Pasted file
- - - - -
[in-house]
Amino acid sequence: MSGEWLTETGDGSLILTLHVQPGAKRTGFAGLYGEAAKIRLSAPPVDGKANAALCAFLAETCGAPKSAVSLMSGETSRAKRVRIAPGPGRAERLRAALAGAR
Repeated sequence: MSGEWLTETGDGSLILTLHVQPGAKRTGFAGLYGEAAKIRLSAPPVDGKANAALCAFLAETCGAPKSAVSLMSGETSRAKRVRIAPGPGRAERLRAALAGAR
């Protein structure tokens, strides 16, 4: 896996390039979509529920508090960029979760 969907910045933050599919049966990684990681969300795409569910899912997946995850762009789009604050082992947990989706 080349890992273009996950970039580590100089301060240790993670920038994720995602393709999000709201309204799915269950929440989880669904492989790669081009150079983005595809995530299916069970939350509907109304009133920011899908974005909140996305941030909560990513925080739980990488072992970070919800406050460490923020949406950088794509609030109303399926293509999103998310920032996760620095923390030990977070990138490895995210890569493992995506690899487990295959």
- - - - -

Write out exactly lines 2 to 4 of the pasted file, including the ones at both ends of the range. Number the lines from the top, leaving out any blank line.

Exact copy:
Amino acid sequence: MSGEWLTETGDGSLILTLHVQPGAKRTGFAGLYGEAAKIRLSAPPVDGKANAALCAFLAETCGAPKSAVSLMSGETSRAKRVRIAPGPGRAERLRAALAGAR
Repeated sequence: MSGEWLTETGDGSLILTLHVQPGAKRTGFAGLYGEAAKIRLSAPPVDGKANAALCAFLAETCGAPKSAVSLMSGETSRAKRVRIAPGPGRAERLRAALAGAR
């Protein structure tokens, strides 16, 4: 896996390039979509529920508090960029979760 969907910045933050599919049966990684990681969300795409569910899912997946995850762009789009604050082992947990989706 080349890992273009996950970039580590100089301060240790993670920038994720995602393709999000709201309204799915269950929440989880669904492989790669081009150079983005595809995530299916069970939350509907109304009133920011899908974005909140996305941030909560990513925080739980990488072992970070919800406050460490923020949406950088794509609030109303399926293509999103998310920032996760620095923390030990977070990138490895995210890569493992995506690899487990295959």